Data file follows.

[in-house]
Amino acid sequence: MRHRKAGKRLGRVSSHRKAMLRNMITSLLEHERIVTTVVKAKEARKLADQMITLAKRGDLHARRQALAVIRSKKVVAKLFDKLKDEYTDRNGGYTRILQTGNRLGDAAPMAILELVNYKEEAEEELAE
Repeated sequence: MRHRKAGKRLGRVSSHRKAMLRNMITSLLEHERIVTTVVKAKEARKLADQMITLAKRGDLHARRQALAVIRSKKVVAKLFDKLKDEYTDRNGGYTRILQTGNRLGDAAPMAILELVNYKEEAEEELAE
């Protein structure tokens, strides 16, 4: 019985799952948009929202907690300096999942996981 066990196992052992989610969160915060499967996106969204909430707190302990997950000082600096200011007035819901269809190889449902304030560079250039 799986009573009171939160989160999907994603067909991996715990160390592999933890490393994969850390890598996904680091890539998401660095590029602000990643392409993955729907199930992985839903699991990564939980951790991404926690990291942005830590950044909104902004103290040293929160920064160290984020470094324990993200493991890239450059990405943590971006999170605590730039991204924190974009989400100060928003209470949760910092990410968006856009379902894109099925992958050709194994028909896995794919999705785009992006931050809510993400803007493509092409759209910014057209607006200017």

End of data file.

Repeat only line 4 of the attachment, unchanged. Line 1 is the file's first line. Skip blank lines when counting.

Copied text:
């Protein structure tokens, strides 16, 4: 019985799952948009929202907690300096999942996981 066990196992052992989610969160915060499967996106969204909430707190302990997950000082600096200011007035819901269809190889449902304030560079250039 799986009573009171939160989160999907994603067909991996715990160390592999933890490393994969850390890598996904680091890539998401660095590029602000990643392409993955729907199930992985839903699991990564939980951790991404926690990291942005830590950044909104902004103290040293929160920064160290984020470094324990993200493991890239450059990405943590971006999170605590730039991204924190974009989400100060928003209470949760910092990410968006856009379902894109099925992958050709194994028909896995794919999705785009992006931050809510993400803007493509092409759209910014057209607006200017």